Motherhood and the education of future subjects in Hobbes, Locke, and Wollstonecraft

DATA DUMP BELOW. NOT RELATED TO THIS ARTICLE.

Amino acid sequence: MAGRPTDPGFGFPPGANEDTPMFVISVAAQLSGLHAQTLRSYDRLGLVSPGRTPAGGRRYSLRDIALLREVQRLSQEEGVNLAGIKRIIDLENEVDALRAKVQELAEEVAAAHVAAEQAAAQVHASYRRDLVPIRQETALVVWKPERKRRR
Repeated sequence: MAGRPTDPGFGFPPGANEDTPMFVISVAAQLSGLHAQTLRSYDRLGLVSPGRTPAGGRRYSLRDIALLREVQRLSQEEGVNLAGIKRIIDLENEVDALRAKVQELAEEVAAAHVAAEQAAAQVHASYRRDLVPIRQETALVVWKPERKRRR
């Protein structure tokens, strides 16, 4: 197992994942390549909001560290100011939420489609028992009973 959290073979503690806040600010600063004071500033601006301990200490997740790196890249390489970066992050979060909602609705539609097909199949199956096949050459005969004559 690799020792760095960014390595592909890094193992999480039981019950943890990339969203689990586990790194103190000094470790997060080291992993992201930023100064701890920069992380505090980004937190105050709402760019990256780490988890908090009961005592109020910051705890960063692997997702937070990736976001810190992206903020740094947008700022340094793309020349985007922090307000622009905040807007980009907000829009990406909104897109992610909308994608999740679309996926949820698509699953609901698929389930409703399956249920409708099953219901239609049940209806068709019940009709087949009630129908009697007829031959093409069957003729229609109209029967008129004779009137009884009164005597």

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The aim of this dissertation is to shed light on an oft-overlooked aspect of Hobbes’ and Locke’s educational theories. Specifically, this dissertation examines the role of mothers in Hobbes’ Locke’s, and Wollstonecraft’s political theories and defends the claim that mothers have an overlooked, important role to play in civic society insofar as they contribute to educating children to become good members of civic society. To date, scholars working on Hobbes and Locke have largely focused on only one type of education and its relationship to civic society. Specifically, they have focused on civic education. Civic education refers to formal programs, such as day school or university curricula aimed at molding individuals into citizens or subjects, capable of sustaining a thriving commonwealth. However, when scholars focus on civic education, they miss part of the story surrounding how Hobbesian and Lockean education is implemented because not all of their educational program can be contained in formal schooling. In the Chapters 1 and 2 of the dissertation, I show that mothers play a role in educating future subjects and citizens in Hobbes’ and Locke’s theories by means of what I call civic socialization. Civic socialization refers to the informal processes by which children are educated to become good subjects and citizens who contribute to the wellbeing and stability of the commonwealth. In Chapter 3, I consider whether mothers’ role in civic socialization is compatible with early modern, liberal theories. Insofar as Hobbes and Locke are early modern, liberal thinkers, they maintain that men and women are naturally equal. However, mothers’ role in civic socialization often results in their subordination to fathers. Mary Wollstonecraft, although a figure in modern philosophy, is useful for showing this tension. In her theory, even when mothers are highly educated, their role in civic socialization often means that mothers must use their education for the benefit of their children and not for themselves.